Overall, the employer has the obligation to count and report on union employees. To begin with, though, there is no specific exemption under the employer mandate for union members. Therefore, the question becomes whether the union members constitute “employees” under the common law standard. Because an employer typically controls the hours the union members work as well as pays wages to the union members, union members will likely be considered employees of the employer as opposed to the union. As such, an employer must include those union members in their employee count when determining the applicability of the employer mandate.
Moreover, if the employer mandate applies, the employer must provide all full-time union employees (and their dependents) minimum essential coverage that is both affordable and of minimum value (or pay a penalty). In considering the employer mandate, it is important to remember those obligations rest with the employer, not the plan, so the employer will be required to comply regardless of which plan options are currently offered (and regardless of how those plan options, including employer contribution levels, were negotiated). In other words, the employer mandate applies regardless of any collective bargaining agreements (CBAs) that may be in place.
That said, the employer is responsible for the same filing requirements on Forms 1094-C and 1095-C to the IRS (as well as distributing a Form 1095-C statement to each full-time employee), regardless of whether those employees are receiving benefits from a union plan or not. So, if the workers are common law employees of a certain employer, then the employer mandate liability and reporting responsibilities lie with that employer.
However, the employer would not have a Section 6055 reporting responsibility for these employees. If they are enrolled in a fully insured union plan, the carrier will provide covered union participants with a Form 1095-B. If the union plan is self-funded, the union will provide covered participants with a Form 1095-B.
With regard to the Form 1095-C reporting requirements, the final rules state that the administrator of a multiemployer plan may complete the individual 6056 reports for the employees covered by the CBA and eligible for the multiemployer plan. In other words, the union may complete Form 1095-C for its covered members and that would satisfy the employer’s obligation in regards to those employees. However, the employer would still be responsible for the Form 1095-C on non-union employees and the Form 1094-C transmittal on all employees. Keep in mind that the union is not obligated to help and may refuse.
So, if the multiemployer plan/union fails to complete or refuses to complete the Form1095-Cs, that is their right to do so and the employer would have to complete them for the union employees.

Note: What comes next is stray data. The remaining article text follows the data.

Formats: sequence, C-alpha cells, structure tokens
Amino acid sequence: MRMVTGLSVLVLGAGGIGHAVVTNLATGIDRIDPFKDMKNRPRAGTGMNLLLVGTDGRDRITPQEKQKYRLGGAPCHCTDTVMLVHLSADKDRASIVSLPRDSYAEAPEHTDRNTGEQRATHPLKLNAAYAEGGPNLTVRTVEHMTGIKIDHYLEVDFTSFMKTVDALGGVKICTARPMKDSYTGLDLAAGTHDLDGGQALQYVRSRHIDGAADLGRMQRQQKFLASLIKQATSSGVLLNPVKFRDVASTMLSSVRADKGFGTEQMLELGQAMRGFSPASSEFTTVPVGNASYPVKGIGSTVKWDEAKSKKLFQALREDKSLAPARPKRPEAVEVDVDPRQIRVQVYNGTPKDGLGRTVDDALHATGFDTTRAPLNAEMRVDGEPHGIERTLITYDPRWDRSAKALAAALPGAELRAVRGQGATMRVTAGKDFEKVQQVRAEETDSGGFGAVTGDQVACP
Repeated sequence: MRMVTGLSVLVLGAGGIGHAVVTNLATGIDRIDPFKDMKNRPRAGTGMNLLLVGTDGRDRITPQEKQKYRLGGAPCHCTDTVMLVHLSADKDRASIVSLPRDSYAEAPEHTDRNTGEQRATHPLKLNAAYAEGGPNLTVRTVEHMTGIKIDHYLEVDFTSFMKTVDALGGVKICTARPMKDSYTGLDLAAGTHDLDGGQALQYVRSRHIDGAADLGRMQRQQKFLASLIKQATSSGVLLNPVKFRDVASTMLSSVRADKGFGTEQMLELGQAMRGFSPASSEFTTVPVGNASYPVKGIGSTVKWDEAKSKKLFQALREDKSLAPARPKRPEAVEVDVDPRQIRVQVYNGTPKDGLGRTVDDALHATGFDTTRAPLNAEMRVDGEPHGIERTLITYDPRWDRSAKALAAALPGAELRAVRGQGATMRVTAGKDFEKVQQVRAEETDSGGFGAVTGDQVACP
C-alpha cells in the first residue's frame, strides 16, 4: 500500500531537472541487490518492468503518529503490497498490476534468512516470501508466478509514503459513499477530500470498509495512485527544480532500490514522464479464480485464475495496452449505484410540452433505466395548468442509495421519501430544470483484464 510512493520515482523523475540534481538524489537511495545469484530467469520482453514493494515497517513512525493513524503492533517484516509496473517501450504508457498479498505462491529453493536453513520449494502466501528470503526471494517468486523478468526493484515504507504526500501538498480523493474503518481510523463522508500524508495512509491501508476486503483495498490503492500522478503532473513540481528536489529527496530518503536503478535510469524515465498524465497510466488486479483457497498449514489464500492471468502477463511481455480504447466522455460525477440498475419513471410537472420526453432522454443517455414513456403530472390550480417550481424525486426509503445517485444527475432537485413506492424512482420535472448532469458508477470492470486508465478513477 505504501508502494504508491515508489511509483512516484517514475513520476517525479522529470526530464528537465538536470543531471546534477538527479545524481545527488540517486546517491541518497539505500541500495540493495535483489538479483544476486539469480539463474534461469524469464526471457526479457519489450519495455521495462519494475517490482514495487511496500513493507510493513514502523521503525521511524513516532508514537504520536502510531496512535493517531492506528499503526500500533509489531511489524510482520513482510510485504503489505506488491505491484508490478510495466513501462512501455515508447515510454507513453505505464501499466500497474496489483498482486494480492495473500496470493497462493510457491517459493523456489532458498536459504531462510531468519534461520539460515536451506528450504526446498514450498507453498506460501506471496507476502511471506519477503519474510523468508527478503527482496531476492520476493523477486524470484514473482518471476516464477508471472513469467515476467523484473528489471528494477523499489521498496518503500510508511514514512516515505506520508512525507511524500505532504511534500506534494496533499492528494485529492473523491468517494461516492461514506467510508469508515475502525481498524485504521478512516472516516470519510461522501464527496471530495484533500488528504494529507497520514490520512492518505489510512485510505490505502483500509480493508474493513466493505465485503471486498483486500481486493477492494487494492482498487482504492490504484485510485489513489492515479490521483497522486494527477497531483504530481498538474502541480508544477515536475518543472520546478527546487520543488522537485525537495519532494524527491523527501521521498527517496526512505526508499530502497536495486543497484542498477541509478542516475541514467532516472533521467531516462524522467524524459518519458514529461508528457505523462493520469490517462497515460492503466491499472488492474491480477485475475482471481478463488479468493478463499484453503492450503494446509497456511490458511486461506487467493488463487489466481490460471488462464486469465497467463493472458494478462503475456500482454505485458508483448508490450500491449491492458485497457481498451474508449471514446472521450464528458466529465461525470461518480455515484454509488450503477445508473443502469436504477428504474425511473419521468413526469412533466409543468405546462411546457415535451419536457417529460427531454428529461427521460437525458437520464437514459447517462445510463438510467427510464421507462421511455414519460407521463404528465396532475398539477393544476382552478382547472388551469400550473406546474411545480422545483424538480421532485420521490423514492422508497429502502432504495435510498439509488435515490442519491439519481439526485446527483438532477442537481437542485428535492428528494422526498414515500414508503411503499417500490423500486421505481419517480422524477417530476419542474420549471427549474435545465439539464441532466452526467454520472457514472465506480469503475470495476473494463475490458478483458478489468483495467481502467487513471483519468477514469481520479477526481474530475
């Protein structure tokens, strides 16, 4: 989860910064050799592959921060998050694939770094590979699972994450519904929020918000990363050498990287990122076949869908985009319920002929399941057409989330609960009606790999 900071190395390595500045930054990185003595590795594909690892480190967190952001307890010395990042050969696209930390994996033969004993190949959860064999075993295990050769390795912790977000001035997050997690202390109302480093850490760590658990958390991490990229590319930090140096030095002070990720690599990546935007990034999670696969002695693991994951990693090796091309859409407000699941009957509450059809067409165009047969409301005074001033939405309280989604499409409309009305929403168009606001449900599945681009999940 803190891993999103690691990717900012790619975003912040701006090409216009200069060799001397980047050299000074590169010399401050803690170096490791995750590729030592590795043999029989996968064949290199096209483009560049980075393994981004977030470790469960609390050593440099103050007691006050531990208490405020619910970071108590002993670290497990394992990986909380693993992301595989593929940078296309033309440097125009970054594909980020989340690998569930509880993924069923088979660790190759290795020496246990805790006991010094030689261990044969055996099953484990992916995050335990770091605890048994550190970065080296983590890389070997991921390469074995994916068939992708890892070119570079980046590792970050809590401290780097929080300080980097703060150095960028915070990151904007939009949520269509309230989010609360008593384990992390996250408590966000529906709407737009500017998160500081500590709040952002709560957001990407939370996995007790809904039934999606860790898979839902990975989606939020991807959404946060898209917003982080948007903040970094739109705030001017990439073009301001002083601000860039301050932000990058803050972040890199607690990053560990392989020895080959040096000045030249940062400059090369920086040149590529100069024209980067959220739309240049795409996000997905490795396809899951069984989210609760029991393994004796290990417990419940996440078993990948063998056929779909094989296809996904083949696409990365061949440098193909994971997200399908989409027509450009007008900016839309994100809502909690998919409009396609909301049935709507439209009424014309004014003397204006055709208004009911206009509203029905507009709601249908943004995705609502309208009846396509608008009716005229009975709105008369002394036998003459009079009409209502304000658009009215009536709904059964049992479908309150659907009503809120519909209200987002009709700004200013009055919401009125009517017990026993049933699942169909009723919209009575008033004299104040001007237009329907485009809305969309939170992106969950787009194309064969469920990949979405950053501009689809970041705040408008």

That said, the employer could require, as part of their CBA with the union, that the union give them a certification regarding the type of coverage that is being offered to the union employees, including whether or not the coverage meets minimum value and is considered affordable. The employer would then be able to meet its obligations to complete the Form1095-Cs for any full-time employee covered by the CBA even if the specific employee was not offered coverage under the multiemployer plan. Otherwise, the union is not obligated to provide such information to the employer. This may be partly the reasoning behind why the IRS provided a code for line 16 of Form 1095-C entitled “multiemployer interim rule relief (2E).”
Under this “multiemployer interim rule relief,” which is in place for the 2016 calendar year for reporting done in early 2017, the employer will not be subject to a penalty with respect to a full-time union employee if the employer, pursuant to a CBA, is required to make a contribution to a multiemployer plan (and that plan is offered to employees and their dependents, provides minimum value and is affordable). This rule has the effect of basically treating the multiemployer plan as an offer of coverage from the employer (even though the plan is technically sponsored by the union or other employee group). Of course, as mentioned above, the employer would still need to know the type of coverage that is being offered to the union employees, including whether or not the coverage meets minimum value and is considered affordable.
That said, the union employee's Form 1095-C will look a little different because the employer can likely rely on the reporting code relating to multiemployer plan relief. In that case, the employer reports in Part II of Form 1095-C code 1H (no offer of coverage) in line 14, leaves line 15 blank, and then enters code 2E in line 16. It may seem somewhat counterintuitive to enter code 1H (no offer of coverage), since the employer is treated as having offered coverage via the union plan, but using code 2E in line 16 indicates to the IRS that although there is no formal offer of coverage, the union plan is sufficient to avoid penalties for failing to offer coverage. To clarify, although the employer reports no offer of coverage, code 2E tells the IRS that the employee was covered under the CBA and therefore the union plan is sufficient for the employer to avoid any employer mandate penalties.
In summary, it is ultimately the employer’s responsibility to complete Form 1095-C for the union employees and their Form 1095-C statement may be slightly different than those for non-union employees.